Right on Trek is an entire meal, trip, and gear-planning operation, but you can purchase its food a la carte in a range of meal sizes. This brand has essentially taken all the familiar flavors (stroganoff, bolognese, shepherd’s pie) and cranked the fat- and flavor-levels up to 11. Its mac, for example, comes with a hacky sack-sized pouch containing cheddar, whey, buttermilk, and whole milk powders makes for a traffic cone orange, uber-gooey and luxuriant cheese sauce that epitomizes what this dish is all about. The only downside? It’s not a true cook-in-pouch meal, although no draining or straining is required, and it has a very short cook time.
Best Flavors: Cauliflower Forest Chicken Risotto, Bechamel Style Mac and Cheese
Average Price: $13
One of the best mid-tier backpacking food brands on the market, Packit makes calorie-dense, flavor-packed pouches with excellent texture that often make it to the top of our rankings. That said, the brand relies heavily on processed ingredients like palm oil and corn syrup, and often includes an onslaught of tiny seasoning and topping packages that create microtrash. If you’re in the market for a filling and delicious at-all-costs meal at a mid-level price-point, however, you can’t do much better than Packit.
Best Flavors: Texas State Fair Chili, Shepherd’s Cottage Pie
Average Price: $7.50
Unlike Patagonia’s apparel, its small Provisions line—made up mostly of stews and soups—is a steal. For anywhere between $5-8 you get a well-spiced, well-seasoned, impeccably-sourced pouch of all-organic vegan stew that maintains excellent texture, whether it’s pinto beans or slices of red pepper. On their own, though, these meals (which can’t be cooked in-pouch) are a bit scant. They’re best enjoyed when other fixings, like tortillas, cheese, and avocado, are abundant.
Best Flavors: Organic Spicy Red Bean Chili, Organic Black Bean Soup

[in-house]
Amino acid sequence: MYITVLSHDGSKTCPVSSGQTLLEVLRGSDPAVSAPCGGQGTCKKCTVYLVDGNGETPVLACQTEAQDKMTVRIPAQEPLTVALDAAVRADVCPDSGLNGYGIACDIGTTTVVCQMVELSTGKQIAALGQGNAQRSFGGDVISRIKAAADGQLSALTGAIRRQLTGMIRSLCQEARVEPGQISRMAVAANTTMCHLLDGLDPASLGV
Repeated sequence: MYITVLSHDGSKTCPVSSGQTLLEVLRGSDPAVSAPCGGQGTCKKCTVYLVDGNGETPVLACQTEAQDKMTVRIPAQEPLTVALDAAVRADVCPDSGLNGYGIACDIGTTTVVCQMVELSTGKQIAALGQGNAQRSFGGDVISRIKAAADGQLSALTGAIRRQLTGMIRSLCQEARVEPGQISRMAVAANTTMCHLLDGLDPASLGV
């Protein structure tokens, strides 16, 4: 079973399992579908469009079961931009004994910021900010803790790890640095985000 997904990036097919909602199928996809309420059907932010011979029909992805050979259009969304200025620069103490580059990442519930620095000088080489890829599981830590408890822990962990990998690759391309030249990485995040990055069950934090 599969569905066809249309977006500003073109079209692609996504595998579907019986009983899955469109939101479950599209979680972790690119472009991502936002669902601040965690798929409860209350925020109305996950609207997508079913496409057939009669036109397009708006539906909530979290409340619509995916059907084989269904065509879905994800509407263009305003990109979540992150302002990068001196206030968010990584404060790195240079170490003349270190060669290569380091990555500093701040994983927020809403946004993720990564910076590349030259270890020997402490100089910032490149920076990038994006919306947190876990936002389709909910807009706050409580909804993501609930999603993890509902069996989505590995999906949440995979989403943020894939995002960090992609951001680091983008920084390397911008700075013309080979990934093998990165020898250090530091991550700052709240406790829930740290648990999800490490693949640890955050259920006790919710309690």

Average Price: $14.75
Good To-Go was a real revelation in the early 2010’s under the guidance of former NYC-based chef and restaurant owner Jennifer Scism, when spice use, unusual ingredients, and international flavors were a rarity. Nowadays, it’s a passable—if pricey for the offering—option with a few great finds still in the mix, like the brand’s Thai Curry. (Although duds with odd textures, off-flavors, and wildly variable seasoning are all too common.)
Best Flavors: Thai Curry
Average Price: $12.72
Plant-based Nomad gets an “A” for international representation (see Ukrainian Borscht and Kathmandu Curry) and a “C” for execution. Extra points for the organic, whole vegetable ingredient lists, but textures and spices are often muddled and mashed. Vegans in a jam will undoubtedly feel nourished (if a little joyless) if Nomad is their only option on the trail.
Best Flavors: Caribbean Curry
Average Price: $9
This vegan and vegetarian brand received bottom marks in most meal categories. An unholy mix of alternative flours (like quinoa) and seasonings (like nutritional yeast), along with a poor balance of proteins, vegetables, and salt and acid levels made these meals like a college co-op dinner gone awry. Vegans deserve better.
Average Price: $10
One of the oldest names in the game, Mountain House has been churning out dehydrated meals for backpackers since the late ’60s (and even earlier for the U.S. military). And it shows. Flavors are consistently inoffensive and occasionally crave-worthy (don’t sleep on the lasagna), as you would expect from decades of recipe-tweaking and a tightly-controlled industrial operation. Most importantly, it’s nearly ubiquitous across the country: walk into any REI or Walmart, and odds are good that you’ll find a pouch that you agree with.
Best Flavors: Lasagna with Meat Sauce, Chicken Teriyaki, Classic Spaghetti with Meat Sauce
Average Price: $12
The offerings from Mary Jane’s Farm are a bit like mixing a grab bag of instant food powders from your local co-op. The formulas are often successful (and organic), but everything has a mashed, baby-food like texture owing to the powdered, instant-cook ingredients MJ Farm uses and a general lack of substance (both in terms of proteins and vegetables). Another ding: Meat pouches can get quite pricey considering you’re essentially eating slightly-addictive gruel.
Best Flavors: “Eat Your Veggies” Pasta, Shepherd’s Meat Pie
Average Price: $10
Alpine Aire is best described as a line of repackaged MREs (a military field ration). The occasional pouch will do the trick in an emergency, like the brand’s Mexican Style Grilled Chicken Bowl. Other flavors, like the “Mountain Chili” with its “caramel-colored textured vegetable protein” will leave you sad and likely constipated.
Average Price: $9
Despite its enticing packaging and wide availability, Backpacker’s Pantry is a brand to avoid. At its best, BP is reminiscent of non-descript cafeteria mash. At its worst, off-putting chemical flavors permeate the pouch after rehydration. Whether things are going wrong in the development, cooking, or dehydration processes, we don’t know, but even after a long day of brutal exercise, this food is still borderline inedible.